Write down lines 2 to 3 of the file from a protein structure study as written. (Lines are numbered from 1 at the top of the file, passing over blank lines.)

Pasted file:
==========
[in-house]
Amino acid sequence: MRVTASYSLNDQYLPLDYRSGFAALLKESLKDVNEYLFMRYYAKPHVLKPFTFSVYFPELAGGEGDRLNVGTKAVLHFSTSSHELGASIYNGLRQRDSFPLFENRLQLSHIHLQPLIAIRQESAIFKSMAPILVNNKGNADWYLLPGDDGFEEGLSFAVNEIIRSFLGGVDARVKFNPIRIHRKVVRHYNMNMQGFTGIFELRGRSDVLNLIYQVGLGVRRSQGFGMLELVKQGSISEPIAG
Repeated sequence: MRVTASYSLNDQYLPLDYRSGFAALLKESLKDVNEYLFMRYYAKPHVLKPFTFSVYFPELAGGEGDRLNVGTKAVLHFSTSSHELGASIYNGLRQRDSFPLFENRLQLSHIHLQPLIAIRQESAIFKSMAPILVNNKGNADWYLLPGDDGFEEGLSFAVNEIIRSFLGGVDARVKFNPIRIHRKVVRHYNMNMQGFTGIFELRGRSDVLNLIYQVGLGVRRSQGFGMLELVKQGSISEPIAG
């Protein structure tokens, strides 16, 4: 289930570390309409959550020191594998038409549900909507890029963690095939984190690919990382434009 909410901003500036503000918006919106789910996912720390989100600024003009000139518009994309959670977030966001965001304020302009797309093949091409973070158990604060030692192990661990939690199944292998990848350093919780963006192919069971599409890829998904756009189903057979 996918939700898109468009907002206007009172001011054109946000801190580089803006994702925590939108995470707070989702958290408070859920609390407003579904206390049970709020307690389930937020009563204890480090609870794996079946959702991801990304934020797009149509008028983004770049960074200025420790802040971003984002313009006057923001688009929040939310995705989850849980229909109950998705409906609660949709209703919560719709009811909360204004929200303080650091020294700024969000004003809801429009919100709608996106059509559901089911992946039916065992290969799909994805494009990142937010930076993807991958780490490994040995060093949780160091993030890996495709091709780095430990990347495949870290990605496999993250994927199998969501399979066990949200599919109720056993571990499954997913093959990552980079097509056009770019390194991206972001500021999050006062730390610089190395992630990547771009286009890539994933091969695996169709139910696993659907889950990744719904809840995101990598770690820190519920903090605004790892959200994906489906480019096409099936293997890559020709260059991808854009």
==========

Amino acid sequence: MRVTASYSLNDQYLPLDYRSGFAALLKESLKDVNEYLFMRYYAKPHVLKPFTFSVYFPELAGGEGDRLNVGTKAVLHFSTSSHELGASIYNGLRQRDSFPLFENRLQLSHIHLQPLIAIRQESAIFKSMAPILVNNKGNADWYLLPGDDGFEEGLSFAVNEIIRSFLGGVDARVKFNPIRIHRKVVRHYNMNMQGFTGIFELRGRSDVLNLIYQVGLGVRRSQGFGMLELVKQGSISEPIAG
Repeated sequence: MRVTASYSLNDQYLPLDYRSGFAALLKESLKDVNEYLFMRYYAKPHVLKPFTFSVYFPELAGGEGDRLNVGTKAVLHFSTSSHELGASIYNGLRQRDSFPLFENRLQLSHIHLQPLIAIRQESAIFKSMAPILVNNKGNADWYLLPGDDGFEEGLSFAVNEIIRSFLGGVDARVKFNPIRIHRKVVRHYNMNMQGFTGIFELRGRSDVLNLIYQVGLGVRRSQGFGMLELVKQGSISEPIAG